Certainly, if Guillevic's work evokes the problematics of perception, conception, and expression, it is not to wallow in a resultant anguish or to indulge in the barely readable ellipses of some self-reflexive discourse. The naming of being, and therefore nowness, is endless, provisional, relative; but the difficulty, the impossibility some would say, in no way involutes and implodes such naming, whose trace remains fatally pertinent inasmuch as it affirms--joyously, smilingly, moreover, Guillevic will insist--experience's openness and vitality, its indefinableness and its glory.
The blind spots in Guillevic's seeing and saying thus do not block his capacity for a celebration, which he sees mirrored in the very emergence, immense and ceaseless as it is, of being into being. What raises up, occulted, "disappeared," "forgotten," as Roger Munier would say (Le seul, 1993), the phenomena of being--"cela que celebre / cette immensite / De colza en fleur"--is not something Guillevic finds easy to name; but oblivion has not clouded his perception of the world, even though his memory-become-magnificat prefers to dwell within the mystery of its experience rather than step outside, illusorily, into some divisive space of pure analysis. "Vivre / La fleur que l'on est" is his primary goal, and his contact with the other attains to a similarly unspeakable, ever-nascent, supplementary, improbable fullness beyond even the synthesis already achieved: "Je touche," he writes, "et je connais / Beaucoup plus que nous deux." Maintenant is not just an experience of finiteness and mortality, of some long fall from capacity; rather, it is the ever-surging "incarnation [of] / The passion of the world," a chance to know, again, differently, the mystery of birth, creation, the "canticles" of presence in simple consciousness. A beautiful poem by a beautiful poet.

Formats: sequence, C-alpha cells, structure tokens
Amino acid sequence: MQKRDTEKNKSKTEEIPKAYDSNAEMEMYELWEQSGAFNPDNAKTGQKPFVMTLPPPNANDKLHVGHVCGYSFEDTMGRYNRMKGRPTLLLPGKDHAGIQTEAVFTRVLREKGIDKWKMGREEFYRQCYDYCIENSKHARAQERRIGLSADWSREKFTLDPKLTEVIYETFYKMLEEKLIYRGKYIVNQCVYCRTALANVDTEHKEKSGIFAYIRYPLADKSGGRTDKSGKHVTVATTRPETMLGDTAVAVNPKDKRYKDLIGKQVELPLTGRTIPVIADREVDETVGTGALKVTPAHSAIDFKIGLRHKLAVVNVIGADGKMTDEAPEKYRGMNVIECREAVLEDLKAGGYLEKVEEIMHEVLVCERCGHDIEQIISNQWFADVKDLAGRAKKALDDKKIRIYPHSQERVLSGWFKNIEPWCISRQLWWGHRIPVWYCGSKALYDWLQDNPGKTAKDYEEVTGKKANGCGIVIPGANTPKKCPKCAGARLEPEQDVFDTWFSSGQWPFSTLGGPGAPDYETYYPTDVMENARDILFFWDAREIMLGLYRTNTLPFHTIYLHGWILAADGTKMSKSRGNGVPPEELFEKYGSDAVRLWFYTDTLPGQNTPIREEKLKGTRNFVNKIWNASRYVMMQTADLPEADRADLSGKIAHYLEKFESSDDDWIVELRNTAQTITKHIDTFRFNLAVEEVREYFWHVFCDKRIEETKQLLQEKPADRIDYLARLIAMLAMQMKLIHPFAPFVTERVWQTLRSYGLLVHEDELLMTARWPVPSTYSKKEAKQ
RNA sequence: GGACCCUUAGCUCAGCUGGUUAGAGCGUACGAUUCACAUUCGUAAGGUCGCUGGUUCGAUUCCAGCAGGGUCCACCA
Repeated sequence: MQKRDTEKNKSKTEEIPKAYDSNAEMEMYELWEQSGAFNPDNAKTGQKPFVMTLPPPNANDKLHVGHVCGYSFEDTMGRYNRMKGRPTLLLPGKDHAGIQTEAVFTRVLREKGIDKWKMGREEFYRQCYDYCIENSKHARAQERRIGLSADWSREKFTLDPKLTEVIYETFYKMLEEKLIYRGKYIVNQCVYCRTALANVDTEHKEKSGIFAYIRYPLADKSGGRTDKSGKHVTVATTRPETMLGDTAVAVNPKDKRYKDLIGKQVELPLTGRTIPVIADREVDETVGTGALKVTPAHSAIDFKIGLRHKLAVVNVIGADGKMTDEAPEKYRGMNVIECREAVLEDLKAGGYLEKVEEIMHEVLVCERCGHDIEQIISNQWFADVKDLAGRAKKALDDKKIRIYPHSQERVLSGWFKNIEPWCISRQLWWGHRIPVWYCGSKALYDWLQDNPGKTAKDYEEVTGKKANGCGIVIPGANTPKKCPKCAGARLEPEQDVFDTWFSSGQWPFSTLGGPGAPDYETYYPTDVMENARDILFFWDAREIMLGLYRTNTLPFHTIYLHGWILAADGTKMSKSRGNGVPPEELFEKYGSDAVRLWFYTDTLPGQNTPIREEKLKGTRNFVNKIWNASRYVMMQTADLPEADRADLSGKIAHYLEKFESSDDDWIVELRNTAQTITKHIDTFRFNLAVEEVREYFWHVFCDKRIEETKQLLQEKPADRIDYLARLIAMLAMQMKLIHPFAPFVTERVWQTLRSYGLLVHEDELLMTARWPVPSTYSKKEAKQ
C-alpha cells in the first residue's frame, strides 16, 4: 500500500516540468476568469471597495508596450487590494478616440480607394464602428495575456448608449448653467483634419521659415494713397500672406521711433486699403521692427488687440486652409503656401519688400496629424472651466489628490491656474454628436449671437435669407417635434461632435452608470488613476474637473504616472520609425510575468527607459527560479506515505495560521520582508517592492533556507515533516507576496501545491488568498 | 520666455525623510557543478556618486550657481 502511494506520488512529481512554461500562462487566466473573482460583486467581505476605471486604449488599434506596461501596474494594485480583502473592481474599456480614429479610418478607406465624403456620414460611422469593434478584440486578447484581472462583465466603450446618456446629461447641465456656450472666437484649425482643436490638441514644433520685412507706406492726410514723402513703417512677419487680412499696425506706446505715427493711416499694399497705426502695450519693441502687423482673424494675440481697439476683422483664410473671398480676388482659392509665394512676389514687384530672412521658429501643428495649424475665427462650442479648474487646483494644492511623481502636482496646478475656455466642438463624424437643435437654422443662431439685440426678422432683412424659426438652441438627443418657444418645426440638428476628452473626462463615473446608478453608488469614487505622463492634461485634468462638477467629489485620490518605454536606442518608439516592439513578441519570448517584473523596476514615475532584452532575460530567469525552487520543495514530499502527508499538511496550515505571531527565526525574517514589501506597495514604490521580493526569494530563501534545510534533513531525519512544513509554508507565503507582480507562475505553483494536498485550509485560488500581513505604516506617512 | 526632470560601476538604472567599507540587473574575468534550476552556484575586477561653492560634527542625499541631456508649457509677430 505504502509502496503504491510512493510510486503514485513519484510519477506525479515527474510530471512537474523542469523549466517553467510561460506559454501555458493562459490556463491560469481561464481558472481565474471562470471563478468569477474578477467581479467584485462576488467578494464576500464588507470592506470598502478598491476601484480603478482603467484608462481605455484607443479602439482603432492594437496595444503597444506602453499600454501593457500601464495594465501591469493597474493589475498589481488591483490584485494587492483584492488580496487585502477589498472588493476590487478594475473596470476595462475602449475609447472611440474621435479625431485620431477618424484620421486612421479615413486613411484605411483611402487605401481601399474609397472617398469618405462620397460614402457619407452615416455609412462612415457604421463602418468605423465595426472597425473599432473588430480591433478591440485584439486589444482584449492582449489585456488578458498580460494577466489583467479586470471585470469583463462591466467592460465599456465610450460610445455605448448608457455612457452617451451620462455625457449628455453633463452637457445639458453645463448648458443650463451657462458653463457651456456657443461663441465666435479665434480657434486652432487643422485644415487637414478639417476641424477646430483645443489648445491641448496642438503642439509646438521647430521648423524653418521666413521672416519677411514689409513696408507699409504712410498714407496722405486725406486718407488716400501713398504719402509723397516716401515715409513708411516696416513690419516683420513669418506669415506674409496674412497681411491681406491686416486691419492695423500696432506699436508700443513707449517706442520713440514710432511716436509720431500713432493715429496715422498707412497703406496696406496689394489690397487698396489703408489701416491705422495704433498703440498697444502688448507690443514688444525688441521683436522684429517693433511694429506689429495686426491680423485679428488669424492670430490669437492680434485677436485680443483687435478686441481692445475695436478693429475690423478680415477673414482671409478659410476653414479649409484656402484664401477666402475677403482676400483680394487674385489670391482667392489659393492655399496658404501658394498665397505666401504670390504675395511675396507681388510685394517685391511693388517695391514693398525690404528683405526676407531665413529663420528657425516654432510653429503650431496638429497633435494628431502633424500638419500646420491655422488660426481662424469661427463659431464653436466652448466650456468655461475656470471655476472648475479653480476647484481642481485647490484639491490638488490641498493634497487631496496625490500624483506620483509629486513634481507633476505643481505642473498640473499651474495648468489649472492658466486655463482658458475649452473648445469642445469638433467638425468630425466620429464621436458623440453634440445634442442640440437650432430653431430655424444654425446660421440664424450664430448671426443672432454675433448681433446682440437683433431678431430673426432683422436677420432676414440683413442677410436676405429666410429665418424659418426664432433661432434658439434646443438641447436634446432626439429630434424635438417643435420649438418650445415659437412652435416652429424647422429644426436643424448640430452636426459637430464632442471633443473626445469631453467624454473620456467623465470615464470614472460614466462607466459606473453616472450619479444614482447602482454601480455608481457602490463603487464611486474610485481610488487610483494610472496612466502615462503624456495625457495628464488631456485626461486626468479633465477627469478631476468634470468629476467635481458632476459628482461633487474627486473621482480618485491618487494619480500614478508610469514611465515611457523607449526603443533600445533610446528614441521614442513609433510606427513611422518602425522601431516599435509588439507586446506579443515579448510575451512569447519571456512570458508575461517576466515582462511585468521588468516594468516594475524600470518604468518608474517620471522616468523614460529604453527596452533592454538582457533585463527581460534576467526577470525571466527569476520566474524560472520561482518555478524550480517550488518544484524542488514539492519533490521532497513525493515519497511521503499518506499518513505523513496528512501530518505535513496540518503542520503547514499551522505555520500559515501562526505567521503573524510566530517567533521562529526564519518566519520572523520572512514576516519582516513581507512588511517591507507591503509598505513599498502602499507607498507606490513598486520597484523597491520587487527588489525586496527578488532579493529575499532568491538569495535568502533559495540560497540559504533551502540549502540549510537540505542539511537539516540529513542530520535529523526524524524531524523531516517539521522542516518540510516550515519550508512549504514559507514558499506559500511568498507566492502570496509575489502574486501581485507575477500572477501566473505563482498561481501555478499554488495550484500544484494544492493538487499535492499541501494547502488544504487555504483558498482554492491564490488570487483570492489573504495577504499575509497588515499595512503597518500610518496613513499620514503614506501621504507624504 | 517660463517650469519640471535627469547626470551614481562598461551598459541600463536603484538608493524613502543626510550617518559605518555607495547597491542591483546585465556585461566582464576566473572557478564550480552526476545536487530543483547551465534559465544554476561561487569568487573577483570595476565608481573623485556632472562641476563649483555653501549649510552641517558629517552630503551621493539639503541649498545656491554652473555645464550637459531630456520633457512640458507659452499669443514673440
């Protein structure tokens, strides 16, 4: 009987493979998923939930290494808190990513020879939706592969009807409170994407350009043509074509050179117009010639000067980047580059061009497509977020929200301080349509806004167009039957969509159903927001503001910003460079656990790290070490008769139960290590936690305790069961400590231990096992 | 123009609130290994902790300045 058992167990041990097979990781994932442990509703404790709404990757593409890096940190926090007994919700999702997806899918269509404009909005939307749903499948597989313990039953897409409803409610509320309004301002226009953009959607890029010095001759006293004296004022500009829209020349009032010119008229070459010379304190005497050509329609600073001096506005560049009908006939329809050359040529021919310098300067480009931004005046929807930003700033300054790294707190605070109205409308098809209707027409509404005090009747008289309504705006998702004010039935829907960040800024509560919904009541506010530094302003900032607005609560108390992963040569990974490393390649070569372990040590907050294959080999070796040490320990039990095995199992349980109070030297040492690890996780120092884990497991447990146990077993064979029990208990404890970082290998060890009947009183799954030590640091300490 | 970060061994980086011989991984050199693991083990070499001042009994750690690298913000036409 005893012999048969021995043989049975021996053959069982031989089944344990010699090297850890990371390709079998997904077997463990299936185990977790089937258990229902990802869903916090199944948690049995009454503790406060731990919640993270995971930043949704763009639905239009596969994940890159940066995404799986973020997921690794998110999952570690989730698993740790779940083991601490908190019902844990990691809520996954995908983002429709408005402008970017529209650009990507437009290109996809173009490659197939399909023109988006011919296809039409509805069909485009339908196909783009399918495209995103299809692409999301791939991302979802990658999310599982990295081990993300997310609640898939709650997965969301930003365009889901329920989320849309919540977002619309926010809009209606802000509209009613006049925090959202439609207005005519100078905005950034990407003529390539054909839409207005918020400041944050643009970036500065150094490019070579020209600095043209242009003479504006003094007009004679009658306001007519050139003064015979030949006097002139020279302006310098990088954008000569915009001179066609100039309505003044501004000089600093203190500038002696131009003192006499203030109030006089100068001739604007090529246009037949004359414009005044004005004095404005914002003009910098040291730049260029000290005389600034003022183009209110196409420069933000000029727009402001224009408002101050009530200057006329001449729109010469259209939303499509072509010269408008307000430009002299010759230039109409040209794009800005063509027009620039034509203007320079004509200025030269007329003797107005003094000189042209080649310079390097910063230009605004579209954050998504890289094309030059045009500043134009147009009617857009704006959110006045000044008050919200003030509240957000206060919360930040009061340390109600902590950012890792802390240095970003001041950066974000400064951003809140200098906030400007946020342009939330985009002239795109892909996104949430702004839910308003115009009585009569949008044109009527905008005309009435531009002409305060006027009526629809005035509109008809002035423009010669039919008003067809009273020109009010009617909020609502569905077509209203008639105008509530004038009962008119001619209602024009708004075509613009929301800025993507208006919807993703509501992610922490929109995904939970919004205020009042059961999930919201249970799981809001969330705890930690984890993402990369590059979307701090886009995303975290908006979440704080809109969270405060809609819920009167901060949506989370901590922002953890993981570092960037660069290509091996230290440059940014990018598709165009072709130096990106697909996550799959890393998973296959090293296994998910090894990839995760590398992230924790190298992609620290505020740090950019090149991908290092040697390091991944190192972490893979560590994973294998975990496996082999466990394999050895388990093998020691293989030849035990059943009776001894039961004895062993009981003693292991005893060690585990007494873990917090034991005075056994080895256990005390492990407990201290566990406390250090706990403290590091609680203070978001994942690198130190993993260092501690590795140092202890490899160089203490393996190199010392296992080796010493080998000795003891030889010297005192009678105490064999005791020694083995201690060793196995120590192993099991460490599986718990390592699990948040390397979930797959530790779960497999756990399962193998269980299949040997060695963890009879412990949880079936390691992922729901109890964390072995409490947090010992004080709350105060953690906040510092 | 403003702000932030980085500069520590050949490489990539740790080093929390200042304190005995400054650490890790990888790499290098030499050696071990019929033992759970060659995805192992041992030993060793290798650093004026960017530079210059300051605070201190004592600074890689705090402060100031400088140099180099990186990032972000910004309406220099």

Michael Bishop Dalhousie University